Throughout your professional and personal life, you’re going to encounter situations where another person just wants to vent or share an experience. Or maybe someone wants to tell you their side of the story. You’ll usually get the best results in those situations by being a passive listener who allows other people to say what they need to say without interruption, questions, or judgment.

During any situation where your role is to absorb information rather than participate

If you’re like most people, your earliest encounters with passive listening took place in a classroom setting. The teacher provided lectures, offering different types of information for your educational benefit. Your job as a student was to listen to the information and perhaps take notes as the lecture unfolded. Depending on your chosen profession, you’ll likely continue to use at least some level of passive listening throughout your career.

According to one study from Ohio University, the average person spends roughly 70% of waking hours engaged in some type of communication with other people. Only a fraction of that time is spent actively listening to others. In fact, most of your listening is likely to be some form of passive listening, so it’s important to know how to make the most of those times when your only job is to hear what others say.

Tips to help you become a more effective passive listener

While you’ll want to use active listening whenever you can, you should also make sure that you develop your passive listening skills to their fullest. The reality is that passive listening can provide many benefits when used the right way and in the right situations. The following tips are designed to help you to improve your passive listening skills, to ensure that you maximize those benefits in your own life and career.

Evaluate the situation

The first thing you need to do is to take stock of the situation, to determine whether you need to listen actively or passively. Is your response or interaction required, or does the other person just want to share information with you? Your ability to know when to just listen without speaking will go a long way toward building better relationships with others.

Focus your attention on the speaker

Eliminate distractions and give all your attention to the speaker. Yes, that means ignoring your phone, too. By keeping your attention on the speaker, you can more effectively consider the information that you’re hearing and avoid having your mind wander to other topics.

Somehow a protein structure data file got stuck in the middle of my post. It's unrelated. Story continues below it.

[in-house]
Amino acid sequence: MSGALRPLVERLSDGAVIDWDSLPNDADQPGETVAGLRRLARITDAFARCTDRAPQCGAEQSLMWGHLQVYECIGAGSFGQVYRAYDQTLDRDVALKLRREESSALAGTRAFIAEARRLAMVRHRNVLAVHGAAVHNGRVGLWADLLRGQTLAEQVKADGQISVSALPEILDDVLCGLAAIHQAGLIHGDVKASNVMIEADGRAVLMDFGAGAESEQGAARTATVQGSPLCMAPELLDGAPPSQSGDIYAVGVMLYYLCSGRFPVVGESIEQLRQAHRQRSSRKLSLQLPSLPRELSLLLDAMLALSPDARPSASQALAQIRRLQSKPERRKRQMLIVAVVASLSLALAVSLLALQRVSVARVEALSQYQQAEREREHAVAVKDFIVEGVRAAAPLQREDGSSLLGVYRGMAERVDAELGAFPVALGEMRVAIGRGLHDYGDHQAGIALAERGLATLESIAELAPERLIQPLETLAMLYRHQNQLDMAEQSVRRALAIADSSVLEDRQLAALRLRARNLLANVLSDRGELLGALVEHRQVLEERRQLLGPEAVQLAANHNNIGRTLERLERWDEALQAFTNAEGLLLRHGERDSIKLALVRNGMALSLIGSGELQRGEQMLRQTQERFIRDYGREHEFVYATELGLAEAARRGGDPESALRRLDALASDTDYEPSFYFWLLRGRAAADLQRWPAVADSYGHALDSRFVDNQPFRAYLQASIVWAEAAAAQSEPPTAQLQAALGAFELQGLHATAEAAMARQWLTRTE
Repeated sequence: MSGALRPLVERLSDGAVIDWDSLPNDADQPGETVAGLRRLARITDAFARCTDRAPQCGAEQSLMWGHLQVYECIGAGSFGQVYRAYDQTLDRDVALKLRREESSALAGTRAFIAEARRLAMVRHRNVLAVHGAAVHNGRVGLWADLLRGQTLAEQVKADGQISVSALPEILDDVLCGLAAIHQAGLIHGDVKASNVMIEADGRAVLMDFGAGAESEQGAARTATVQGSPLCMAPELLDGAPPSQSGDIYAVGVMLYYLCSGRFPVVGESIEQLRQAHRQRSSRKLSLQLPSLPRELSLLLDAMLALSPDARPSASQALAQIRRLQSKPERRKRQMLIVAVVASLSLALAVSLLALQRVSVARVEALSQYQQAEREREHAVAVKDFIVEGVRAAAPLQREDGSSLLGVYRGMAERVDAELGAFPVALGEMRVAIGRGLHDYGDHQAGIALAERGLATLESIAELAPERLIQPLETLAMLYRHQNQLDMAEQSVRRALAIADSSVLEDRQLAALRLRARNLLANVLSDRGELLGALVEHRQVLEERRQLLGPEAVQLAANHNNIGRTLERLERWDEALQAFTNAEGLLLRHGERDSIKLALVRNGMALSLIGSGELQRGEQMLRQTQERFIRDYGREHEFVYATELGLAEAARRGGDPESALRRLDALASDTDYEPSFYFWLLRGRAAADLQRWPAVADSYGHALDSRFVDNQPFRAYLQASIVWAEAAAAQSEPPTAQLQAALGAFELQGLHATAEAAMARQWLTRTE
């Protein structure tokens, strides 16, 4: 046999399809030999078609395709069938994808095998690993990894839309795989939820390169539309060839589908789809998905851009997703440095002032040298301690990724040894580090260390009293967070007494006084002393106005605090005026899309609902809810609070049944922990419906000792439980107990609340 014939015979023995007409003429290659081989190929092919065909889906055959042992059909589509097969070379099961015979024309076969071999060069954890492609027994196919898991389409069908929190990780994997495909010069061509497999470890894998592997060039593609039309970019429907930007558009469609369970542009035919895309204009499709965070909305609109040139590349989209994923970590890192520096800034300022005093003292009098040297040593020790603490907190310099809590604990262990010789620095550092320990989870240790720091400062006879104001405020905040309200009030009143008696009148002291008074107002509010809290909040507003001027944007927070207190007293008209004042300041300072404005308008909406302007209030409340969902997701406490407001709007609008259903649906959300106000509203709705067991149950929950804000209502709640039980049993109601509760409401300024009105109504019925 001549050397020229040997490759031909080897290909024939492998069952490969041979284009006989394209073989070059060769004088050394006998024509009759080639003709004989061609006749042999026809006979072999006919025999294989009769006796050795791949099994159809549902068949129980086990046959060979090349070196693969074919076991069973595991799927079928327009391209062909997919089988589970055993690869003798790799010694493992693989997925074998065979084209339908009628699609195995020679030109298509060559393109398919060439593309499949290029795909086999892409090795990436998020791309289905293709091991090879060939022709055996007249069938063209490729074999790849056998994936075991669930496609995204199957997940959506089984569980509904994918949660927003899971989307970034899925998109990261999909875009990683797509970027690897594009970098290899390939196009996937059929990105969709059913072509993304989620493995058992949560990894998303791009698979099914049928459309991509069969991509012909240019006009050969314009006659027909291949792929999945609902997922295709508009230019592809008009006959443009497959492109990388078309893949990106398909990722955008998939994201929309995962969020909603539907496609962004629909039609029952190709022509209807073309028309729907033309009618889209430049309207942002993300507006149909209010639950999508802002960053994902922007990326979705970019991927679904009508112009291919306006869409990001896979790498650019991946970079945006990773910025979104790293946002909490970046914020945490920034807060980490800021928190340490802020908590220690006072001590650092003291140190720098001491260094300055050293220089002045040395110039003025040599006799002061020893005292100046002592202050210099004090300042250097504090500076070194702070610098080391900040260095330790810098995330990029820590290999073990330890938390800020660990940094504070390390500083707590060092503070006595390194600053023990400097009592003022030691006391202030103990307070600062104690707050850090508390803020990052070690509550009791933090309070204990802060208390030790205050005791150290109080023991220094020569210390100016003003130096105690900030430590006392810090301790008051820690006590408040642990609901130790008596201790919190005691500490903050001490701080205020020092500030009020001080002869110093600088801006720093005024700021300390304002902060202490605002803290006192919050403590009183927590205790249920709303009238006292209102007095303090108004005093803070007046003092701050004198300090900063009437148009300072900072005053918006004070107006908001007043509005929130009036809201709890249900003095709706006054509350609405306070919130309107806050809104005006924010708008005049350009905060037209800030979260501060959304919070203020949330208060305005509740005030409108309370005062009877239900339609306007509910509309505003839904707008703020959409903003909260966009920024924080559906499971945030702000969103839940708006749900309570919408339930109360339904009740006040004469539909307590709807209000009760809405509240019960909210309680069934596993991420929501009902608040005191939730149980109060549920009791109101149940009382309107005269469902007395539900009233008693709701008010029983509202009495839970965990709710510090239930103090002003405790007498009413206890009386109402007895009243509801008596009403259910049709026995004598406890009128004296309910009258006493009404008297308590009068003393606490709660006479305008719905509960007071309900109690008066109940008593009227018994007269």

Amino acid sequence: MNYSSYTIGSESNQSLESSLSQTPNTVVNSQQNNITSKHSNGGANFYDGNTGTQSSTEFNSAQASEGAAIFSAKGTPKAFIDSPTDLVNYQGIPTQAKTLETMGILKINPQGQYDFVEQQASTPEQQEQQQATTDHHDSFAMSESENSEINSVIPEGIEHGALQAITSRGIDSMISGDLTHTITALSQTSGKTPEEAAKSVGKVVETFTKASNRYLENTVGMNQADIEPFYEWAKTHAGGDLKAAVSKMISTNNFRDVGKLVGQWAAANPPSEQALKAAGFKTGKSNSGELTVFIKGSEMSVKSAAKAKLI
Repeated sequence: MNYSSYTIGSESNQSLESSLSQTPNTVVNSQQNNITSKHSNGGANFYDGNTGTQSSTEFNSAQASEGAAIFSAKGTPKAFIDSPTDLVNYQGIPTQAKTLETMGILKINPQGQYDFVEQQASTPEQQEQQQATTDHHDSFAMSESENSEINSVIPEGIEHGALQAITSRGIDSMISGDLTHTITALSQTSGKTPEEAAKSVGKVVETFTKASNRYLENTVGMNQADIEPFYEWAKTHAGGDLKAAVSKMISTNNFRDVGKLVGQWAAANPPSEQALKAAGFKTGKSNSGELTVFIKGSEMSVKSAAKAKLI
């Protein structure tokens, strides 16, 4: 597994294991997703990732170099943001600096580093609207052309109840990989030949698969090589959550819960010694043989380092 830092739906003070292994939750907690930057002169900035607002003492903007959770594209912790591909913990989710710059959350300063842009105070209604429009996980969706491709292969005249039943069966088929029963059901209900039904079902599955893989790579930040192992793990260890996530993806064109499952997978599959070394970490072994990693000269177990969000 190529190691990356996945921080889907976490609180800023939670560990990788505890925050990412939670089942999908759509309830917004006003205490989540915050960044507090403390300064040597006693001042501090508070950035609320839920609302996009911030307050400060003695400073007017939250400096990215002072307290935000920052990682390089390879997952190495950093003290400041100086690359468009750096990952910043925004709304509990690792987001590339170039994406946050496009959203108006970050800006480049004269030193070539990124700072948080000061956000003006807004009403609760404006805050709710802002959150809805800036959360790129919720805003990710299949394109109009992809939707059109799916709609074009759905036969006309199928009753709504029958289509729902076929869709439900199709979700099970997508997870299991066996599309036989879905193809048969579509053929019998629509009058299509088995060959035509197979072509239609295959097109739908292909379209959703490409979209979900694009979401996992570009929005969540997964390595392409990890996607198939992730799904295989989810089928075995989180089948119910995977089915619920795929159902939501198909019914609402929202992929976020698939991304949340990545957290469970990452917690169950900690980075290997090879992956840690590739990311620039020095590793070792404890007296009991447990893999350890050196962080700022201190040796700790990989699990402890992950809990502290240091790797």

Maintain an open body position

Position yourself in a way that shows you’re paying attention. Face the speaker, keep your arms open and lean in slightly towards them while maintaining good eye contact. Using the right body language can help to demonstrate that you’re fully engaged in the interaction.

Be silent, but attentive

Usually, passive listening does not require a response. As a result, you should avoid interruptions and simply focus on the speaker’s words and body language. Remember, your job is to try to understand the meaning of the communication, not to worry about how you’ll respond.

Add passive listening to your skill set and improve your communications with others

Passive listening is sometimes thought of as an inferior type of listening, since it involves a one-sided approach to communication. However, it’s a vital skill to develop if you want to ensure that you can effectively communicate with others in all types of situations. By practicing your passive listening skills and learning when to use them, you can ensure that you’re always ready and able to absorb critical information – no matter how it’s conveyed.

Is your resume compelling enough to capture a prospective employer’s interest? Get a free resume review from our team of trusted experts today, to take your job search and career advancement to the next level.